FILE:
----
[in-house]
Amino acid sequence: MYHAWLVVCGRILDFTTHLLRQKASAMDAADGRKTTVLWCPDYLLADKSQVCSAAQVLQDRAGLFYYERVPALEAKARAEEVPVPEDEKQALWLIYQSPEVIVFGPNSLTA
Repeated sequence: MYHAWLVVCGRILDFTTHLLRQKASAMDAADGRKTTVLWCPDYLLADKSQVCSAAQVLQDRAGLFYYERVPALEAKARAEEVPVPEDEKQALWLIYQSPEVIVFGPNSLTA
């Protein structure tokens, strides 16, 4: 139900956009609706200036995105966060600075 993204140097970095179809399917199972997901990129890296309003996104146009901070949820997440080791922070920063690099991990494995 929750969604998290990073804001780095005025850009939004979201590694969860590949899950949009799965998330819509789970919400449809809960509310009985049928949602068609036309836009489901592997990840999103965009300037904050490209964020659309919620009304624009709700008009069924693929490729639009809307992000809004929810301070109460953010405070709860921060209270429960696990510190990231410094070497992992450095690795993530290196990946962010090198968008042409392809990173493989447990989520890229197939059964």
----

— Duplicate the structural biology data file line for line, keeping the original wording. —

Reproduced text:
[in-house]
Amino acid sequence: MYHAWLVVCGRILDFTTHLLRQKASAMDAADGRKTTVLWCPDYLLADKSQVCSAAQVLQDRAGLFYYERVPALEAKARAEEVPVPEDEKQALWLIYQSPEVIVFGPNSLTA
Repeated sequence: MYHAWLVVCGRILDFTTHLLRQKASAMDAADGRKTTVLWCPDYLLADKSQVCSAAQVLQDRAGLFYYERVPALEAKARAEEVPVPEDEKQALWLIYQSPEVIVFGPNSLTA
């Protein structure tokens, strides 16, 4: 139900956009609706200036995105966060600075 993204140097970095179809399917199972997901990129890296309003996104146009901070949820997440080791922070920063690099991990494995 929750969604998290990073804001780095005025850009939004979201590694969860590949899950949009799965998330819509789970919400449809809960509310009985049928949602068609036309836009489901592997990840999103965009300037904050490209964020659309919620009304624009709700008009069924693929490729639009809307992000809004929810301070109460953010405070709860921060209270429960696990510190990231410094070497992992450095690795993530290196990946962010090198968008042409392809990173493989447990989520890229197939059964």